, Volume 16, Issue 4, pp 437-466

How stable is party identification?

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Abstract

This essay refines and extends our argument (Green and Palmquist, 1990) that net of the distorting effects of measurement error, Americans' partisanship tends to be highly stable over time. Three challenges to this thesis are addressed. In response to doubts about the generalizability of our earlier findings to panel studies of longer duration or from other eras, we show that nine multi-wave panel studies yield similar results. Next, we take up the question of whether our model can account for observed patterns of partisan conversion. The rate of party-switching forces some modifications in the statistical assumptions used to model party identification over time, but a revised model which can account for inter-party change reproduces earlier findings of partisan stability. Third, we grapple with the question of how our findings square with fluctuations in what has been termed “macropartisanship”. We suggest that aggregate shifts in party identification need not be incompatible with strong over-time correlations at the individual level. Finally, we develop a simulation of micropartisanship to illustrate that over long stretches of time very gradual changes in partisanship can accumulate to produce appreciable levels of micropartisan change.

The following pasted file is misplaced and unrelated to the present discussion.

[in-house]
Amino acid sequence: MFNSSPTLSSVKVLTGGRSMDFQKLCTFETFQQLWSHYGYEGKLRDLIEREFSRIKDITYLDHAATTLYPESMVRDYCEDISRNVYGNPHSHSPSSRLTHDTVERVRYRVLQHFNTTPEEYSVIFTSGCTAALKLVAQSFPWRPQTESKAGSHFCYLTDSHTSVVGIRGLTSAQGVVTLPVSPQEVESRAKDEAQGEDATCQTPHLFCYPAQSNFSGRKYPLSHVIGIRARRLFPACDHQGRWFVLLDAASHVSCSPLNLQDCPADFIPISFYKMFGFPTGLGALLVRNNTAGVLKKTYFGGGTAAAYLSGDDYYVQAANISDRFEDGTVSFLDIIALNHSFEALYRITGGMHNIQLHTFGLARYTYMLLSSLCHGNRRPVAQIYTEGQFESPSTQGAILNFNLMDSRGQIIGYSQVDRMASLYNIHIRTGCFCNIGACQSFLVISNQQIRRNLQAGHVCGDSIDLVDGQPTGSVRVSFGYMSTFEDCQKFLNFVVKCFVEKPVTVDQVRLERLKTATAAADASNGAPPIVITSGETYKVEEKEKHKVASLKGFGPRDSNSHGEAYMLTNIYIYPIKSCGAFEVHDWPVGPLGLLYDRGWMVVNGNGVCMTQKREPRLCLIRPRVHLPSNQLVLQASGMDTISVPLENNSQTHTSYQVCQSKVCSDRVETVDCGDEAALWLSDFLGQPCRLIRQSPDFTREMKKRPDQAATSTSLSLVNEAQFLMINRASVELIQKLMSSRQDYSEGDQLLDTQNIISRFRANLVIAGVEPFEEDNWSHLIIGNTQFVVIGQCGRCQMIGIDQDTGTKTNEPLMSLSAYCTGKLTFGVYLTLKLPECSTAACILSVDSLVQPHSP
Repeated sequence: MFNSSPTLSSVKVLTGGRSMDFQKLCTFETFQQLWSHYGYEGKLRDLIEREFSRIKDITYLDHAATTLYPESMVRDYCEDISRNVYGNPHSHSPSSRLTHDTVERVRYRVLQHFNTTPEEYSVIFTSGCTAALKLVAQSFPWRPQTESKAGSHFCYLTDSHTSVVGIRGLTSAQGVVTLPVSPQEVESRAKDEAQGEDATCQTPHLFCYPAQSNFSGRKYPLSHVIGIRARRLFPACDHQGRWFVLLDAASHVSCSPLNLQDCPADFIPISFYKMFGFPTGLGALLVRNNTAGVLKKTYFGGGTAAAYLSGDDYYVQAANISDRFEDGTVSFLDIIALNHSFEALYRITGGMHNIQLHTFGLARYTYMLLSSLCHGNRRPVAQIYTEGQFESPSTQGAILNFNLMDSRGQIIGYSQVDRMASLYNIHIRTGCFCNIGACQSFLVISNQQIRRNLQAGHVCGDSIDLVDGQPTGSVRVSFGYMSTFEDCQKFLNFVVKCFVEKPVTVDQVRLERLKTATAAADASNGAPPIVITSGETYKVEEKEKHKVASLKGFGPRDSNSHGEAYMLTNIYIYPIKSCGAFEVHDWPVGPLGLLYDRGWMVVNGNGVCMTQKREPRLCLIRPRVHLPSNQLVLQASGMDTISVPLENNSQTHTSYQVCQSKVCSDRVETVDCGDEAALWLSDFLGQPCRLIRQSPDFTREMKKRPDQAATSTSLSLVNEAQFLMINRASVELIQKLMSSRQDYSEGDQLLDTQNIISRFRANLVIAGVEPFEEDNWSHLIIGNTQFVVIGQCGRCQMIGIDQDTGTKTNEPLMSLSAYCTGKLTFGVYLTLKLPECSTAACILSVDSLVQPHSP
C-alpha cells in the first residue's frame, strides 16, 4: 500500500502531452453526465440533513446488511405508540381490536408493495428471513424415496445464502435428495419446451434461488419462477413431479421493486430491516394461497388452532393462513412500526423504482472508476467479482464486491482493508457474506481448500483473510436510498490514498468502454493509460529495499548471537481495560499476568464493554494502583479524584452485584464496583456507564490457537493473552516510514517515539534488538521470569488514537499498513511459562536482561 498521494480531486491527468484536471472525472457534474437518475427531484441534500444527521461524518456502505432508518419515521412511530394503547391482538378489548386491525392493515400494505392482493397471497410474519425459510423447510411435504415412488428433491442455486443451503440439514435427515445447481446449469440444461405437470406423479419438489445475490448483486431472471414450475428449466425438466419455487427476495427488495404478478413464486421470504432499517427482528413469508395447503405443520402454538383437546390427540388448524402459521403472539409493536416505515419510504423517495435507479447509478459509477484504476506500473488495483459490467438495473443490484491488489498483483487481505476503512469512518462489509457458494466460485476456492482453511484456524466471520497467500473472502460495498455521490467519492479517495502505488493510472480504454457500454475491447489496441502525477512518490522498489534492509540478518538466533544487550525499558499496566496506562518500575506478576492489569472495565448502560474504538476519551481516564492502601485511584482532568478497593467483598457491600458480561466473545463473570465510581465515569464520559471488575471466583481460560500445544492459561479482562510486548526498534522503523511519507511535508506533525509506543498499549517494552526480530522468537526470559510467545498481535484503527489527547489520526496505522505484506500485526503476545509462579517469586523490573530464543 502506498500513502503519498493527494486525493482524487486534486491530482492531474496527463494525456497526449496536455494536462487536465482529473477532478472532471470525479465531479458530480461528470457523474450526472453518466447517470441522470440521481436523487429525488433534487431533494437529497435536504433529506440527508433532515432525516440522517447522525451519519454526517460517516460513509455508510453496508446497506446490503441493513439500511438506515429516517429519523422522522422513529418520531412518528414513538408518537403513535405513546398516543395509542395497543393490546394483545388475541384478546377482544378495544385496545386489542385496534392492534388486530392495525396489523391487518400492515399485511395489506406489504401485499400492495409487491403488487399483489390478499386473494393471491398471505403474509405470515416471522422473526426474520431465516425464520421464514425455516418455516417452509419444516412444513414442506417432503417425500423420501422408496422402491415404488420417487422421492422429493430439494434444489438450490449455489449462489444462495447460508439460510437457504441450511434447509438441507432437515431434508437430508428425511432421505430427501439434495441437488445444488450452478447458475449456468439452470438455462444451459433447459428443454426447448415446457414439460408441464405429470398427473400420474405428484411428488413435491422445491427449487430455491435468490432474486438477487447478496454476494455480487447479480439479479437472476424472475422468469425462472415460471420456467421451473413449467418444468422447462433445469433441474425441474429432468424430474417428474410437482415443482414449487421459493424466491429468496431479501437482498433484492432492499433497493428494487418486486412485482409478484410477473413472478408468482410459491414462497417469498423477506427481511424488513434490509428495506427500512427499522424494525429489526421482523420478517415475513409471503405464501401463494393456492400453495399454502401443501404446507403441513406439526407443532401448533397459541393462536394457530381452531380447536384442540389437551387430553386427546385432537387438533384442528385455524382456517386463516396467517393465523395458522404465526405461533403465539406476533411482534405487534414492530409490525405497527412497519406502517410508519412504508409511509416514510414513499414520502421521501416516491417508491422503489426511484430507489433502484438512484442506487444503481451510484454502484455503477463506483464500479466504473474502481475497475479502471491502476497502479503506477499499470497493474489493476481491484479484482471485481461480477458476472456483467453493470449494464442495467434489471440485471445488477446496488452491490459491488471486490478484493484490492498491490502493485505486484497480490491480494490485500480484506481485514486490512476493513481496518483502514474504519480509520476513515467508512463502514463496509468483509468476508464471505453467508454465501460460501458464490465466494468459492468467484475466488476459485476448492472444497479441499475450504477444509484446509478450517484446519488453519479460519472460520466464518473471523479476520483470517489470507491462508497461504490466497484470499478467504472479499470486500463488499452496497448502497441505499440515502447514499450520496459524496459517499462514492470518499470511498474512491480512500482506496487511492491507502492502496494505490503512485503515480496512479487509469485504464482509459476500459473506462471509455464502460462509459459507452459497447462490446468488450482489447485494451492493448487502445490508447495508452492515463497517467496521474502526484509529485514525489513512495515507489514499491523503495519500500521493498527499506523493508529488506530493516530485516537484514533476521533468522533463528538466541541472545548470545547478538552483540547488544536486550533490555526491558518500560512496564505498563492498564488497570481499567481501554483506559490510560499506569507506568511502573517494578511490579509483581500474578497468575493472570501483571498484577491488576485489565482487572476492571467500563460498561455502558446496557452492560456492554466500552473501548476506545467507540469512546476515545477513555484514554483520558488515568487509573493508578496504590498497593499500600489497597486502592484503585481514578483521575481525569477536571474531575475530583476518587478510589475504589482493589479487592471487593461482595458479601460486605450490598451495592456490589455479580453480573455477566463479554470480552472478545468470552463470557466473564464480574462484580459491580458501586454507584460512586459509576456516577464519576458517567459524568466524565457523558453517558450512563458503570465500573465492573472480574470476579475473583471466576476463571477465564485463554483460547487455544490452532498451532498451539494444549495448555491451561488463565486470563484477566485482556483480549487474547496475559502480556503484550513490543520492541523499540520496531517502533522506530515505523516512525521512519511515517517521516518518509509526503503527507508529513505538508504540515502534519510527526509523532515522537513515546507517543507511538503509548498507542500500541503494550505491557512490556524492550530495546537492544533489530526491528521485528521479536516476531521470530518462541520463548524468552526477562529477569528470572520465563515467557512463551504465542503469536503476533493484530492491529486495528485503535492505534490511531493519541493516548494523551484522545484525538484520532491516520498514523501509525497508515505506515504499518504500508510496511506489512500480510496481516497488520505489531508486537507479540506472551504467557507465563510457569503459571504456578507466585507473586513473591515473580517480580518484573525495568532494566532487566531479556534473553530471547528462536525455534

Donald Philip Green, Yale University.
Bradley Palmquist, Harvard University.
An earlier version of this paper was presented at the annual Meeting of the American Political Science Association, Chicago, Illinois, September 3–6, 1992.